Hills v. Commonwealth of Kentucky et al.
KCPC psychiatrist) and Steven Simon, Ph.D. (a KCPC psychologist), both of whom were originally defendants in this action, but who have previously been dismissed. The administration of forced medication that forms the basis of this suit occurred in August and September of 2003. By August 13, 2003, Hills had been at the KCPC for approximately seven weeks. The staff had concluded that Hills could benefit from a regimen of antipsychotic medication, but Hills persistently refused the recommended treatment. Such continuous refusals finally prompted Dr. Simon to have a telephone conversation with Rebecca Gibson, the court-appointed public defender assigned to represent Hills. The following day, August 14, 2003, Dr. Simon sent a two-page letter to Gibson reflecting the substance of their conversation. In the letter, Dr. Simon stated that the KCPC staff had concluded that the administration of antipsychotic medication could benefit Hills, but several weeks would be needed for the medication to take effect. Gibson, according to the letter, "related that [she] agreed with this and would relay this on to the court." The next day, Hills's treating psychiatrist, Dr. Siddiqui, prescribed a course of 5 mg of Zyprexa, an antipsychotic drug, to be administered at bedtime. Over a two-week period, no therapeutic benefit was achieved from the drug, but Hills became increasingly angry. The dosage was then increased to 10 mg, but this increase did not produce a corresponding change in behavior. Finally the trial of Zyprexa was discontinued on September 10, 2003. Hills was transferred back to the county jail two weeks later. According to Hills, the burglary charge against him was eventually dismissed. He stated that "after eight months in jail on a case with no witness or no evidence I was released." B. Procedural background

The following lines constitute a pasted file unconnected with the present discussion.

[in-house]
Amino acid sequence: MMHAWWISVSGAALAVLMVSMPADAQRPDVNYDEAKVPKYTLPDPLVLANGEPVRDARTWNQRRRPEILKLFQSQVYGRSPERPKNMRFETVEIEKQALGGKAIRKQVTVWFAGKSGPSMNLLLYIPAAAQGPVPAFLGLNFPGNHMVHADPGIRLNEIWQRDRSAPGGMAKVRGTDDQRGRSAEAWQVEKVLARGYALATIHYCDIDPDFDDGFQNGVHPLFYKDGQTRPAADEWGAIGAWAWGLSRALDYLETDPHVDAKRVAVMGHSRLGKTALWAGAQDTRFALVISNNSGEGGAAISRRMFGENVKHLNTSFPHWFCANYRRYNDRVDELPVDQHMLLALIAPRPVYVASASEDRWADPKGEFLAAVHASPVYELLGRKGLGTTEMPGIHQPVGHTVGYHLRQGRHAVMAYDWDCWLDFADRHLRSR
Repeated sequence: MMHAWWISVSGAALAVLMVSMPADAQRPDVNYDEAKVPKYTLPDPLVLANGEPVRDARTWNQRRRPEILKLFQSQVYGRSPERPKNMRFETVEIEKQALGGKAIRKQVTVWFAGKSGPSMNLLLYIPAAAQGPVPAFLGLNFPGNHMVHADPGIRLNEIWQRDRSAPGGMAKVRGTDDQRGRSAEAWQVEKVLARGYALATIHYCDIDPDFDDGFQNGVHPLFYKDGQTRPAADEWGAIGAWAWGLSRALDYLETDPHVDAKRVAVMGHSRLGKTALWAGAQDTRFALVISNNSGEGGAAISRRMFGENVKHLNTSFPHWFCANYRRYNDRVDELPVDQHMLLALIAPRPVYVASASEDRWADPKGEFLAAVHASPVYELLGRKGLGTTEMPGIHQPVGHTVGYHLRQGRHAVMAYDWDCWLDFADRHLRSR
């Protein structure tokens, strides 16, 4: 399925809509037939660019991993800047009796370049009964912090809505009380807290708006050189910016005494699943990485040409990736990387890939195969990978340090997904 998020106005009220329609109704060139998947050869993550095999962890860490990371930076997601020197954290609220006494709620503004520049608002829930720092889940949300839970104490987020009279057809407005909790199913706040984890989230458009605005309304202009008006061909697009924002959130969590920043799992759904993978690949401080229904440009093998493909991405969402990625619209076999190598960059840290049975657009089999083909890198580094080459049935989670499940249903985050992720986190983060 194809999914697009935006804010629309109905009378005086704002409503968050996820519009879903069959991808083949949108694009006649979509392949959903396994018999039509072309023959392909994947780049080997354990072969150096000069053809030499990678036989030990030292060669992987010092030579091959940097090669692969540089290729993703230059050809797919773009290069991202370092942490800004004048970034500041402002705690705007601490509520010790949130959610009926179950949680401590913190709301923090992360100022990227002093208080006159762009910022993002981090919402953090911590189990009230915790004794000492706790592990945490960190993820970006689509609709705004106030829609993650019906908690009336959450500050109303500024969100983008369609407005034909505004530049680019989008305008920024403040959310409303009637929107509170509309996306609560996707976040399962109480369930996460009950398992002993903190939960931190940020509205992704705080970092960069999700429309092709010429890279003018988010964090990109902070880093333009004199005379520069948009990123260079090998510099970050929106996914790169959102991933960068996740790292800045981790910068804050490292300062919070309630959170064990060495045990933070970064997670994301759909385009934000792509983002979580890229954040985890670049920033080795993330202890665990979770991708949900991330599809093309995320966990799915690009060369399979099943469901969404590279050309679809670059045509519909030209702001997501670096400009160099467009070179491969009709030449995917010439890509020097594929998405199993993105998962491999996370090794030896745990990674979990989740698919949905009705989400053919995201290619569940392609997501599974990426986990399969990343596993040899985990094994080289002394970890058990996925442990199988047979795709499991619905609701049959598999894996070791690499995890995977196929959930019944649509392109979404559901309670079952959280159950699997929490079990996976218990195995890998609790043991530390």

Hills filed a pro se complaint, handwriting relevant information on a form typically used by pro se prisoners bringing civil rights complaints. Attached to this form was a three-page typed letter in which Hills described his experiences while incarcerated and undergoing evaluation and treatment at KCPC. Demanding $3,000,000 in damages, he alleged violations of his First Amendment right to the free exercise of religion, his Sixth Amendment right to a speedy trial, and his Fourteenth Amendment right to the due process of law. Several defendants were named in the complaint, including the county jail, the sheriff's department, Hills's public defender, the KCPC, and Drs. Allen, Siddiqui, and Simon. The defendants filed answers that included several affirmative defenses to Hills's complaint. Citing 28 U.S.C. § 1915(e) and McGore v. Wrigglesworth, 114 F.3d 601, 603 (6th Cir. 1997), the district court screened the complaint and dismissed all of the claims except those alleging Fourteenth Amendment violations against Drs. Allen, Siddiqui, and Simon in their individual capacities on the basis of the forced medication of Hills. The three doctors then filed a motion for summary judgment, to which Hills did not respond. Dr. Siddiqui was the psychiatrist who actually prescribed the course of Zyprexa and increased its dosage. The district court concluded that Dr. Siddiqui was not entitled to qualified immunity because, despite the existence of the June 10, 2003 court order and the consent of Hills's attorney on August 13, 2003, it was "unreasonable to believe that his actions were lawful." Two reasons were given in support of this conclusion: (1) according to the court, the KCPC did not rely on the June 10 court order, allegedly evidenced by the fact that Dr. Simon felt it necessary to contact Gibson to ask whether Hills could be medicated against his will, and (2) Dr. Siddiqui could not have believed that his actions were lawful in light of the existence of a Kentucky statute setting forth detailed procedures that must be followed before forcibly medicating a patient.